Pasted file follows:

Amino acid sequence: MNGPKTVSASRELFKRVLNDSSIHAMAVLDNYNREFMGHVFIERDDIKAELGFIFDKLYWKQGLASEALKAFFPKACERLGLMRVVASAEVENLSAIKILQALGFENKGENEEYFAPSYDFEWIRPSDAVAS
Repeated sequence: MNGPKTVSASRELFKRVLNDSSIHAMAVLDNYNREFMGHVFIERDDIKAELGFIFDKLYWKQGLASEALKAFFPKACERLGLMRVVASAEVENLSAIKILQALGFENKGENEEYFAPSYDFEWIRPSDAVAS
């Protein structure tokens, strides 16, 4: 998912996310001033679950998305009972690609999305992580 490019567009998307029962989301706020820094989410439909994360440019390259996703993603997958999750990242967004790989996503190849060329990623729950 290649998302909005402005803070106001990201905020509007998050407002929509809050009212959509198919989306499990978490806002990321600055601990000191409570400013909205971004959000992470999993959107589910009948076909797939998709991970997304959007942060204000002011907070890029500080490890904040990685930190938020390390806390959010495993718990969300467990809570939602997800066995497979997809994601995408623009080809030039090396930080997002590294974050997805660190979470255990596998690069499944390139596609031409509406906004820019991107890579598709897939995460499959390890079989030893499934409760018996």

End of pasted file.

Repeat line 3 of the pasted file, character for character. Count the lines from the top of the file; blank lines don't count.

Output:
């Protein structure tokens, strides 16, 4: 998912996310001033679950998305009972690609999305992580 490019567009998307029962989301706020820094989410439909994360440019390259996703993603997958999750990242967004790989996503190849060329990623729950 290649998302909005402005803070106001990201905020509007998050407002929509809050009212959509198919989306499990978490806002990321600055601990000191409570400013909205971004959000992470999993959107589910009948076909797939998709991970997304959007942060204000002011907070890029500080490890904040990685930190938020390390806390959010495993718990969300467990809570939602997800066995497979997809994601995408623009080809030039090396930080997002590294974050997805660190979470255990596998690069499944390139596609031409509406906004820019991107890579598709897939995460499959390890079989030893499934409760018996």